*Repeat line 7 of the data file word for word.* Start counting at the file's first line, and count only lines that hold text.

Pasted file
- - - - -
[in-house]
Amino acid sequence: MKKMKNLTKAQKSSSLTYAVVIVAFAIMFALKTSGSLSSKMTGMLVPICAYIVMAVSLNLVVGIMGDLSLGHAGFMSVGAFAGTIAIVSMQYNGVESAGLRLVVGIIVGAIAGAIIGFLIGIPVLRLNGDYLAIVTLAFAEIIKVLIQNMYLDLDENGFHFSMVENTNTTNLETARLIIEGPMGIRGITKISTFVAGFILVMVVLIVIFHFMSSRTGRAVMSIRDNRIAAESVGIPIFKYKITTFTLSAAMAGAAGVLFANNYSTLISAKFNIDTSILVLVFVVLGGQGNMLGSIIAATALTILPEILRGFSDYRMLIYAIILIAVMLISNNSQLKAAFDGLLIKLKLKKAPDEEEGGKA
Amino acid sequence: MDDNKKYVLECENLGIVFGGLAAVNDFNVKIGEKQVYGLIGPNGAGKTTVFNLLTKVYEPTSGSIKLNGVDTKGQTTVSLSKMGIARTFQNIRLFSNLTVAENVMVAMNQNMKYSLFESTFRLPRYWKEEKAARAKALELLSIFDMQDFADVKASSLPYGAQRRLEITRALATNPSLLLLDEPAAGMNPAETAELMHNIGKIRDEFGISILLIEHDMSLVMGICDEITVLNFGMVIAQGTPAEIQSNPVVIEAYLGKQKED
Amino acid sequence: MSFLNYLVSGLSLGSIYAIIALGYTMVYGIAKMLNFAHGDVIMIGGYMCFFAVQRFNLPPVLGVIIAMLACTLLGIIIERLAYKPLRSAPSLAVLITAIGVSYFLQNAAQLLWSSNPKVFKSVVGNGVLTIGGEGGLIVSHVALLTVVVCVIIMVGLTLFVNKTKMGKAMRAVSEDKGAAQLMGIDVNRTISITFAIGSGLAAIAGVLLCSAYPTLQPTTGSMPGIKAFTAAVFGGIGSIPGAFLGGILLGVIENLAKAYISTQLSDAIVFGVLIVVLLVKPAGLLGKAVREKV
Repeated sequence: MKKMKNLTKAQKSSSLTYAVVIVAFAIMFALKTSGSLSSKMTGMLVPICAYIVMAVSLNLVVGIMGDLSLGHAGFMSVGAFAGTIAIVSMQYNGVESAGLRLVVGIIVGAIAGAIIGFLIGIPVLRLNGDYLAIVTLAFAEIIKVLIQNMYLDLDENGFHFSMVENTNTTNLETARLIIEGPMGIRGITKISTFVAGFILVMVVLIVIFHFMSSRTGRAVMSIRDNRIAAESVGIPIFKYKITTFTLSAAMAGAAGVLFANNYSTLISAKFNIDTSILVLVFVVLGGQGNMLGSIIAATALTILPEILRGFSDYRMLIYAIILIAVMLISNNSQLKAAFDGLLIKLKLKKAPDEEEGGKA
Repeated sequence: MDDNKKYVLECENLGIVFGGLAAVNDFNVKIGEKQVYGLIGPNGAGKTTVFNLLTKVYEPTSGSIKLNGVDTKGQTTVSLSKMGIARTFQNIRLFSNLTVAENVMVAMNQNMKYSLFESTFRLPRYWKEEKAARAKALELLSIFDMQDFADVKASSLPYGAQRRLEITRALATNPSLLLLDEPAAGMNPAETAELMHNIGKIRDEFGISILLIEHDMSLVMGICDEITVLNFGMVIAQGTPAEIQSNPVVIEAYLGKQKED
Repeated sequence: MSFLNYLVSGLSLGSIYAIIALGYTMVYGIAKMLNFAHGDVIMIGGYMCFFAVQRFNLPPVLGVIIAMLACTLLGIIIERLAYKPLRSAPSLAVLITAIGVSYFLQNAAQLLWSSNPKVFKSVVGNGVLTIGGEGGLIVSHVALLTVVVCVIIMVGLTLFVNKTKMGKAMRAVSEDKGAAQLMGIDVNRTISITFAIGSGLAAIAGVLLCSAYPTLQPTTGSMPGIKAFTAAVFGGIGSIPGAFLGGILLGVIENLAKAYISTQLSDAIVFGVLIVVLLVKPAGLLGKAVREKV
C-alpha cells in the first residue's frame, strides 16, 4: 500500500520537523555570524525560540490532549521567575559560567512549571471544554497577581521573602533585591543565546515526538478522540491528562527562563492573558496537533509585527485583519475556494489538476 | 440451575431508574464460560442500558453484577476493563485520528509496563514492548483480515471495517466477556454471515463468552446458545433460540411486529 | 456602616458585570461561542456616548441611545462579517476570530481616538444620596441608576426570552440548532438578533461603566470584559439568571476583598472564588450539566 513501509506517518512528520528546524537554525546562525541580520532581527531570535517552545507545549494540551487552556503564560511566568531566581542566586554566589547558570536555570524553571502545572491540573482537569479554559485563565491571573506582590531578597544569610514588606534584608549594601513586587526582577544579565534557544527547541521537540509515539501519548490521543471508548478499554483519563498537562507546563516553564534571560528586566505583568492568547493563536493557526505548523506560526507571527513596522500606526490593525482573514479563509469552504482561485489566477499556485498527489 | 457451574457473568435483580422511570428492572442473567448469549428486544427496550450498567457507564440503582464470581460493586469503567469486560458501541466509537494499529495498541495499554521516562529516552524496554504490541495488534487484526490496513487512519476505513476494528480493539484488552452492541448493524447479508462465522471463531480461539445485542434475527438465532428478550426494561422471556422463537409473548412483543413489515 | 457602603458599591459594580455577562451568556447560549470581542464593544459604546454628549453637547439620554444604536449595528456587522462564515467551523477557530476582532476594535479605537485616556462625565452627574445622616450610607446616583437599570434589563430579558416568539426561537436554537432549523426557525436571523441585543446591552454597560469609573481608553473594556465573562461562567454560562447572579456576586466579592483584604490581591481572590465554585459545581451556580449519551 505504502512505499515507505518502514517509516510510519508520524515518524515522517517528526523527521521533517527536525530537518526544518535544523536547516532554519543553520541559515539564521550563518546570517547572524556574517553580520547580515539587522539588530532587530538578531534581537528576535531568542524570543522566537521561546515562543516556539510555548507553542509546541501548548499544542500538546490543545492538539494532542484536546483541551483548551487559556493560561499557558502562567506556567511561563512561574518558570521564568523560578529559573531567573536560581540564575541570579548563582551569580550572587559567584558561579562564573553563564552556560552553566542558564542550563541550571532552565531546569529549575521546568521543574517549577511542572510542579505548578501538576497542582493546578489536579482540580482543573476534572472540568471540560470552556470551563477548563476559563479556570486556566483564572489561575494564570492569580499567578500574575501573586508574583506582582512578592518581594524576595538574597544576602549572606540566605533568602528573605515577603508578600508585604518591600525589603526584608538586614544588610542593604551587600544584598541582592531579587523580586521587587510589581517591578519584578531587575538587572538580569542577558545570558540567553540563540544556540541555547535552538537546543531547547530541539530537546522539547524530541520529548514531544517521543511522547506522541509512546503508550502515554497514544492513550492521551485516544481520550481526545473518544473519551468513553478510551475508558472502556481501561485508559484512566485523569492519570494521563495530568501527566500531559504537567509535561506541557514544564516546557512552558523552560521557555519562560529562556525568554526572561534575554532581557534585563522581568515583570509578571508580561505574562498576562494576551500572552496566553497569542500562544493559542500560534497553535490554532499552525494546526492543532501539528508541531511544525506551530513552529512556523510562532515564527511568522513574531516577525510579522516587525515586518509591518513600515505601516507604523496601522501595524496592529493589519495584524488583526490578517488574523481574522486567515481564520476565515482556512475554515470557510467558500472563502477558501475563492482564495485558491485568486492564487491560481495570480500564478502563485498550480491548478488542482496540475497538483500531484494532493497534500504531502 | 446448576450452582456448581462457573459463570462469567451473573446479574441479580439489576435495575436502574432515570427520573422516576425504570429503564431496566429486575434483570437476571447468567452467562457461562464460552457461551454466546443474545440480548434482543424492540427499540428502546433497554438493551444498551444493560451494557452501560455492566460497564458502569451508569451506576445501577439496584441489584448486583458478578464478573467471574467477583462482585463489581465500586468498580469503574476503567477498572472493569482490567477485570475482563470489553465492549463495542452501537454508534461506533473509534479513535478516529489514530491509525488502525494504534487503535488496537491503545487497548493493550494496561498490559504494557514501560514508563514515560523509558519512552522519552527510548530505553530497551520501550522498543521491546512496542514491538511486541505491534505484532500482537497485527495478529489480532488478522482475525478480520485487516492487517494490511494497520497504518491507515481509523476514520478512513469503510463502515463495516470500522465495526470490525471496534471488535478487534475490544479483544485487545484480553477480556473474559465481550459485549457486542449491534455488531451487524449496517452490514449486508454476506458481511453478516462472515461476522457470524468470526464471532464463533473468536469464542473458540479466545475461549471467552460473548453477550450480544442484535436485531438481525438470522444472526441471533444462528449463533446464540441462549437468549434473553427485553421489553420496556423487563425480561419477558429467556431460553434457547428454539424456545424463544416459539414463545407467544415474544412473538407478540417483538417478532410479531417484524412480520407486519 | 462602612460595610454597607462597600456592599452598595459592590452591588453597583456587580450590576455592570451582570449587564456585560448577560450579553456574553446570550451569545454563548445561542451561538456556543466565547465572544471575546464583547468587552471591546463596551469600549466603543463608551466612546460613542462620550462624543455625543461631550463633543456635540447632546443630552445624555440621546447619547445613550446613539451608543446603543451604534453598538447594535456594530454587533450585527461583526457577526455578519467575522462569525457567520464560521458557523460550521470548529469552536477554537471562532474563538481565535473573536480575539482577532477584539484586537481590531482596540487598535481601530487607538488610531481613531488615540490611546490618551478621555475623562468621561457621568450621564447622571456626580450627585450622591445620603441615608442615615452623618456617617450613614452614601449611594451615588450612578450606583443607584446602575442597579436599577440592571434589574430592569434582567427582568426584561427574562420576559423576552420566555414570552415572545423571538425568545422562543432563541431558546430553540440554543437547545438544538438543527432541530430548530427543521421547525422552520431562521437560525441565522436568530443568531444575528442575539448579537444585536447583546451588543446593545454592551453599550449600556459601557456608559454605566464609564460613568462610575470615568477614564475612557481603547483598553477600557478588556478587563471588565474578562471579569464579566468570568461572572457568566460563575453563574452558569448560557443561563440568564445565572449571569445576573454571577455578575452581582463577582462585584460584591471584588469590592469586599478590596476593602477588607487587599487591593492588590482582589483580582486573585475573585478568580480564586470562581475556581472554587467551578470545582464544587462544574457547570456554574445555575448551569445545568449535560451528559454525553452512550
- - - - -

Repeated sequence: MSFLNYLVSGLSLGSIYAIIALGYTMVYGIAKMLNFAHGDVIMIGGYMCFFAVQRFNLPPVLGVIIAMLACTLLGIIIERLAYKPLRSAPSLAVLITAIGVSYFLQNAAQLLWSSNPKVFKSVVGNGVLTIGGEGGLIVSHVALLTVVVCVIIMVGLTLFVNKTKMGKAMRAVSEDKGAAQLMGIDVNRTISITFAIGSGLAAIAGVLLCSAYPTLQPTTGSMPGIKAFTAAVFGGIGSIPGAFLGGILLGVIENLAKAYISTQLSDAIVFGVLIVVLLVKPAGLLGKAVREKV